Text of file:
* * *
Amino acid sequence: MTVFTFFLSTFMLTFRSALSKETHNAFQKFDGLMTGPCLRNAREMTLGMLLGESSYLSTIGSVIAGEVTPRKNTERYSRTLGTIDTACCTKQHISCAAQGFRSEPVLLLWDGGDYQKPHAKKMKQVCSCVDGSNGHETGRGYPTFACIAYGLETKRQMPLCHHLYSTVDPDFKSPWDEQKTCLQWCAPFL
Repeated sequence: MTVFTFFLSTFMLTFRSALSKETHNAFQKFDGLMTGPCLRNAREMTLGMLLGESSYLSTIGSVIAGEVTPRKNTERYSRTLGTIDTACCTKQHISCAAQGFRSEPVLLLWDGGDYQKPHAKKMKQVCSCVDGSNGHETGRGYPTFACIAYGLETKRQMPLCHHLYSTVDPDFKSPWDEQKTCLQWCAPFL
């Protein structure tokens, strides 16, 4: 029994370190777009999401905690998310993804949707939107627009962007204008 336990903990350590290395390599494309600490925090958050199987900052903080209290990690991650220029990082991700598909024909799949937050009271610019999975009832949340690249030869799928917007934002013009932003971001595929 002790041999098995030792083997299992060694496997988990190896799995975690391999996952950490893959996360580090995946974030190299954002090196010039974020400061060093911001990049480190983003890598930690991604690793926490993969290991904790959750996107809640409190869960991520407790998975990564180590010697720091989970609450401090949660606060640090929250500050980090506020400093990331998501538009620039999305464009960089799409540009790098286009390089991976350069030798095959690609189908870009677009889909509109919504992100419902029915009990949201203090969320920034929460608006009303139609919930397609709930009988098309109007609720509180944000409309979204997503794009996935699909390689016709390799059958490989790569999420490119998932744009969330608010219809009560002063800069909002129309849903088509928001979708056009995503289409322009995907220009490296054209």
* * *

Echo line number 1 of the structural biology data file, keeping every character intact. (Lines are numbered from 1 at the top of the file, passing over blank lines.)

Amino acid sequence: MTVFTFFLSTFMLTFRSALSKETHNAFQKFDGLMTGPCLRNAREMTLGMLLGESSYLSTIGSVIAGEVTPRKNTERYSRTLGTIDTACCTKQHISCAAQGFRSEPVLLLWDGGDYQKPHAKKMKQVCSCVDGSNGHETGRGYPTFACIAYGLETKRQMPLCHHLYSTVDPDFKSPWDEQKTCLQWCAPFL